Governor O’Malley, Lt. Governor Brown Announce Record Cover Crop Enrollment, Highlight Agriculture, Volunteerism at 133rd Maryland State Fair, Laud Farmers’ Environmental Stewardship Efforts
ANNAPOLIS, MD – Today, during the Governor’s Agriculture and Volunteer Day lunch at the 133rd Maryland State Fair, Governor Martin O’Malley, joined by Lt. Governor Anthony G. Brown, Maryland Department of Agriculture Secretary Buddy Hance, agricultural and volunteerism leaders, announced record cover crop program enrollment by Maryland farmers, as they applauded the agriculture community for their extraordinary efforts.
For the 2014/2015 Cover Crop Program, 1,849 Maryland farmers requested funding to plant a record 641,400 acres of winter grains. Maryland farmers exceeded the Phase I and II Watershed Implementation Plan milestone for cover crops in 2011 and 2013 and are on track to exceed it again next year with this new record enrollment acreage. Cover crops are one of the most cost-effective means of helping to restore the Chesapeake Bay.
“The future of agriculture and our environment is bright. Today’s record cover crop announcement is great news for our farmers who continue to voluntarily take strong conservation actions on their farms, diversify their operations and use new technologies as they become available,” said Governor O’Malley. “Their dedication, along with the commitment of thousands of volunteers around our State, will not only to help us meet our goals to move our State forward; it will help more Maryland farmers sustain their family businesses.”
Farmers plant cover crops in the fall, following the harvest of summer crops such as corn, soybeans and vegetables. Rye, wheat, barley and certain other crops are planted as cover crops because they recycle unused plant nutrients remaining in the soil from the previous summer crop, protect fields against wind and water erosion, and help improve the soil for the next year’s crop. Maryland’s Cover Crop Program provides farmers with grants to plant cover crops on their fields immediately following the summer crop harvest.
“With an $8.25 billion annual impact on our state, our agricultural community is a critical part of our effort to grow our economy, create jobs, and build a brighter future for the next generation of Marylanders,” said Lt. Governor Anthony Brown. “We remain committed to working in partnership with both our farmers and our volunteers to build strong, sustainable communities throughout our state.”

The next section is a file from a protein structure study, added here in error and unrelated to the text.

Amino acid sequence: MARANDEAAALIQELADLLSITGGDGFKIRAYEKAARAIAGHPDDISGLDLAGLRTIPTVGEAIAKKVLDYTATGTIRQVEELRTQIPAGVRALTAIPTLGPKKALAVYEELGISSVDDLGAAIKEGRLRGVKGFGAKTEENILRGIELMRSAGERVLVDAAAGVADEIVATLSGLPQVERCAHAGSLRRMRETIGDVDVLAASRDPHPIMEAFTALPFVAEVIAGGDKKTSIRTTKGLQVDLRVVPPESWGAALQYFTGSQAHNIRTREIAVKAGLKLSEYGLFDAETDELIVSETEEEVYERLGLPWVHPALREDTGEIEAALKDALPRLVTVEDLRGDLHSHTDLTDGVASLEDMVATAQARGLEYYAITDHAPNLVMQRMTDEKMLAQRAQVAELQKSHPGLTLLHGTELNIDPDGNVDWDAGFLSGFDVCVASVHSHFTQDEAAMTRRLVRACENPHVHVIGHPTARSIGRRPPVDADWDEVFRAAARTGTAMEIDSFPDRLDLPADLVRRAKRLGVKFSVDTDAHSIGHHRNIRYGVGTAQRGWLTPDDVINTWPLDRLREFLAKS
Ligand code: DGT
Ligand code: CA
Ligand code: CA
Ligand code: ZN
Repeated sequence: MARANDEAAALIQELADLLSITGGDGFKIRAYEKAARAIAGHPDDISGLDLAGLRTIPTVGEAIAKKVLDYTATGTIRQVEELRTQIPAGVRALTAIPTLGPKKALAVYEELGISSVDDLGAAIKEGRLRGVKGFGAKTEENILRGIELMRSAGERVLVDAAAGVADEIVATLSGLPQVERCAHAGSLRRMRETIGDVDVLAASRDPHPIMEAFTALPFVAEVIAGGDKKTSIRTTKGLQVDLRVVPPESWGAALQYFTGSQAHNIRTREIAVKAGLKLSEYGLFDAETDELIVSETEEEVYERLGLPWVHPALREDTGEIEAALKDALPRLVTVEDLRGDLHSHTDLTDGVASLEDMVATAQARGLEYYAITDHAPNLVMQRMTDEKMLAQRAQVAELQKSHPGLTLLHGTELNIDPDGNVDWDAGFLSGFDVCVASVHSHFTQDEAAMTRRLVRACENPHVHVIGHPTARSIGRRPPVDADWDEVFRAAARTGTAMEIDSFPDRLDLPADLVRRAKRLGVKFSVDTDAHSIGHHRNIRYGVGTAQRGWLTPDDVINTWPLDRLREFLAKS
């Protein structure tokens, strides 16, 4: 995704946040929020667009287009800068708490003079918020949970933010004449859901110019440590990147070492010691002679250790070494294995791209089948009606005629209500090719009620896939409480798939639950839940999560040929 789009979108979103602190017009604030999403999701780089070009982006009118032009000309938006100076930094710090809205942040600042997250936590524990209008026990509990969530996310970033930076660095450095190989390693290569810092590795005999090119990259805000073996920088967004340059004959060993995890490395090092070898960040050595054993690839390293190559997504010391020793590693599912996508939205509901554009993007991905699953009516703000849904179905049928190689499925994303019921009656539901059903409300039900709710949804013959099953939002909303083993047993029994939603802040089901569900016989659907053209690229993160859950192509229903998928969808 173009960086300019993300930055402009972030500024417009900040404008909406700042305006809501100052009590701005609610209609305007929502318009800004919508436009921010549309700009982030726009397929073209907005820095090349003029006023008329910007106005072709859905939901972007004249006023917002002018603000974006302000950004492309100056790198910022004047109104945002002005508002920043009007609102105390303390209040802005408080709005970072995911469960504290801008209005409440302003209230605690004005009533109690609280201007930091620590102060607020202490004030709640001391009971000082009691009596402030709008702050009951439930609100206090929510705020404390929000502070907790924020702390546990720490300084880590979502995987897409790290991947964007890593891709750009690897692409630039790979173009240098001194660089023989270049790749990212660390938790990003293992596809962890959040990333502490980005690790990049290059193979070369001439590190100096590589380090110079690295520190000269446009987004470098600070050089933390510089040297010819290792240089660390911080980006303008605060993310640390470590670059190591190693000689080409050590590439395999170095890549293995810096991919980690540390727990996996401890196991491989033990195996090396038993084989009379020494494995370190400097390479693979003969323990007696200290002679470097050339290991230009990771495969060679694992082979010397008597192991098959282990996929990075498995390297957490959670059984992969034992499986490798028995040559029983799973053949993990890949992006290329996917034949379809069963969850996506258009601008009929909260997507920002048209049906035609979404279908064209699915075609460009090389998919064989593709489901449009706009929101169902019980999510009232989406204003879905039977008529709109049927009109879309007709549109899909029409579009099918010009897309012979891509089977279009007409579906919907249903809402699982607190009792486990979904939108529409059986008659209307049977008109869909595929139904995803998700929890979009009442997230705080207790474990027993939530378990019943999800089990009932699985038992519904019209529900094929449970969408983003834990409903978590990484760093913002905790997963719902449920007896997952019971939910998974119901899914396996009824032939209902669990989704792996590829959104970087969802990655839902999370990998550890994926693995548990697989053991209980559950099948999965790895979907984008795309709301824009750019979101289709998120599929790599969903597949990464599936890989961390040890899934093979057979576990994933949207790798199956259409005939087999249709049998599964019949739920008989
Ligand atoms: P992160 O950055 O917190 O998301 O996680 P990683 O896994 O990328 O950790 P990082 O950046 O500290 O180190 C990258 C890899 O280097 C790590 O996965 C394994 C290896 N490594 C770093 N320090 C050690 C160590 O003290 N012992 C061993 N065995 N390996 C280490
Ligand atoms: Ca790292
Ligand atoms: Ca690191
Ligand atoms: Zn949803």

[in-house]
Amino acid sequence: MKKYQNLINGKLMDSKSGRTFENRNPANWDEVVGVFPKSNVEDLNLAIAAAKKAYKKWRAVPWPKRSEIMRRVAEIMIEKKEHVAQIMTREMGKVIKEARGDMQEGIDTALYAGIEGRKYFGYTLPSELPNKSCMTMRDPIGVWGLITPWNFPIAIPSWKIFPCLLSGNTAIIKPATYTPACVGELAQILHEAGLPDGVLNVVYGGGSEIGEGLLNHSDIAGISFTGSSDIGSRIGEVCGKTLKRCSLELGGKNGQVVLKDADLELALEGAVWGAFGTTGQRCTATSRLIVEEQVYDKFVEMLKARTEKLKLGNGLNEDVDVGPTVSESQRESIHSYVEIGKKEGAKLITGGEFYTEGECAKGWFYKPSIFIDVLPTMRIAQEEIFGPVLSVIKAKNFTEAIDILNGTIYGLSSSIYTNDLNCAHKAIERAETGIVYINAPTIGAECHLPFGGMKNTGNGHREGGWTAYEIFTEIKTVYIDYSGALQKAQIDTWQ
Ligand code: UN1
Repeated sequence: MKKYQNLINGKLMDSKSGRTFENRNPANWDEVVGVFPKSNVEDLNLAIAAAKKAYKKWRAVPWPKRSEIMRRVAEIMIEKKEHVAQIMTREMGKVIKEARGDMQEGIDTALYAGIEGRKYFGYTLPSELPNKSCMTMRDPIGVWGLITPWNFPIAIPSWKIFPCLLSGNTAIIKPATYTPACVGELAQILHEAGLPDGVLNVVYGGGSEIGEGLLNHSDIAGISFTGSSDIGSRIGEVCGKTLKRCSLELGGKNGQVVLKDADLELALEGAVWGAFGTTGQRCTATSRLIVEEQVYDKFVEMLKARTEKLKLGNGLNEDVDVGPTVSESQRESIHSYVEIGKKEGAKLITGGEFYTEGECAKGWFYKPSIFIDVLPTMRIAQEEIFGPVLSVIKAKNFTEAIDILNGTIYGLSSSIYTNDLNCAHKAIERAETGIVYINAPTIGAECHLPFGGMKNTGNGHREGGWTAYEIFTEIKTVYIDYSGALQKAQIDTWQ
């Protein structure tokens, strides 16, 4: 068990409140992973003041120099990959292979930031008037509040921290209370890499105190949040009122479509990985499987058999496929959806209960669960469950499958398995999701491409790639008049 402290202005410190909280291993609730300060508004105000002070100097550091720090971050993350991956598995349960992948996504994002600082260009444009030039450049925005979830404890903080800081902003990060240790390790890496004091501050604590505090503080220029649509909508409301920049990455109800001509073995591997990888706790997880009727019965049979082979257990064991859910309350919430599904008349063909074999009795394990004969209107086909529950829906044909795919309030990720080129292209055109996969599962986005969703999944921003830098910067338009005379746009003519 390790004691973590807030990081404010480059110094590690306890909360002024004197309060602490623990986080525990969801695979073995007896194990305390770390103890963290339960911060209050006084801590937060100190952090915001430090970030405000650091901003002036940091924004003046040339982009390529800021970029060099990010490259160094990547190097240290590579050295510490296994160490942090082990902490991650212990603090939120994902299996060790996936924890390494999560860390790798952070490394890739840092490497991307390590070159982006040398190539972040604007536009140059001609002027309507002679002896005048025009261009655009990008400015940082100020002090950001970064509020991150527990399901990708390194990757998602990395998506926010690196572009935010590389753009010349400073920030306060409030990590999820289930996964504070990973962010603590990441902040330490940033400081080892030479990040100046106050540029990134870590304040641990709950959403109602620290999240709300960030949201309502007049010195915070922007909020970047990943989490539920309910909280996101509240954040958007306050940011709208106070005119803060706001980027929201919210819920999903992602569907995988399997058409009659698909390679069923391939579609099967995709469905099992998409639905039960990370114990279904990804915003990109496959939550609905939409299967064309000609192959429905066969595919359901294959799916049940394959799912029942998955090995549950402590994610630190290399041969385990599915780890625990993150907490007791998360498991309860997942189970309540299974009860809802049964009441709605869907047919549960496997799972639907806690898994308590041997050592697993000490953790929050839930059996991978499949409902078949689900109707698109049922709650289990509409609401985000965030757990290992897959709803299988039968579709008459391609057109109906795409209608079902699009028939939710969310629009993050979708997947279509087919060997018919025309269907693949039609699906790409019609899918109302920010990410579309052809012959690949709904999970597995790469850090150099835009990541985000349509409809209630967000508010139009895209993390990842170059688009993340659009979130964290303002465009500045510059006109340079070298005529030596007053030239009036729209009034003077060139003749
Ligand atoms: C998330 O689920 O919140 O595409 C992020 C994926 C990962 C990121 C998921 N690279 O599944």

Top counties ranked by most cover crop acres enrolled:
- Queen Anne’s – 65,716
- Kent – 64,851
- Talbot – 60,150
- Caroline – 55,094
- Dorchester – 49,149
“Not only is Maryland’s cover crop program a very attractive and flexible program, it has the potential to do more for the Bay than ever before,” said Agriculture Secretary Hance. “We commend and thank all farmers who, together, have applied to plant more than half a million acres of small grain crops that protect our soil and water by taking up any remaining nutrients and preventing soil erosion over the winter.”
Agriculture Day, which highlights the state’s strong agricultural traditions, is traditionally held on the Thursday in the middle of the 11-day run of the State Fair while the Governor’s Volunteer Appreciation Day is held on the first Sunday of the Fair and recognizes those who contribute to their communities. The combined Governor’s Agriculture and Volunteer Day luncheon with about 200 attendees celebrates farming and volunteerism as the foundations of our state and the keys to a sustainable and civil future for all Marylanders.
“The State Fair is a chance to remind ourselves of our roots and to see the work that Maryland farmers are doing to create jobs, strengthen our economy, and feed our families,” said Governor O’Malley. “Our goals for a strong and sustainable future will only be realized if these two sectors – agriculture and volunteerism – continue to thrive and grow. I am pleased to be here today to recognize the valuable contributions of both.”
In his remarks, Secretary Hance announced that season two of the hit 13-part series Maryland Farm and Harvest co-produced by Maryland Public Television and MDA will premier on November 11. The series, funded by a variety of agricultural commodity and trade organizations, highlights the diversity of Maryland farms and farmers and help increase the public’s understanding of farmers and farm life, as well as agriculture’s contributions to the state and national economy. New episodes will air Tuesdays at 7:00 p.m. and episodes will repeat Thursdays at 11:30 p.m., Sundays at 6:00 a.m., and Fridays at 6:00 p.m. For more information and to watch episodes from season one, visit www.mpt.org/farm.
During today’s luncheon, Governor O’Malley and Secretary Hance also welcomed 16-year-old Michele Mister of Huntingtown (Calvert County) who was named Miss Maryland Agriculture 2014 during opening-night festivities at the Maryland State Fair in Timonium. Miss Mister lives on her family farm where she actively helps to raise livestock and grow crops. A rising junior at Huntingtown High School, Miss Mister is a well-rounded athlete, volunteer, 4-H member and honors scholar focusing on biomedical studies and sciences. She is the daughter of Mark and Dawn Mister.
Following the luncheon, Secretary Hance, State Fair leadership and other dignitaries toured the fairgrounds.
For a chart showing cover crop acres and applications, 2007 to 2014: www.mda.maryland.gov/documents/ccposter.pdf
For enrollment statistics by county, visit:
Learn more at Baystat.Maryland.Gov.
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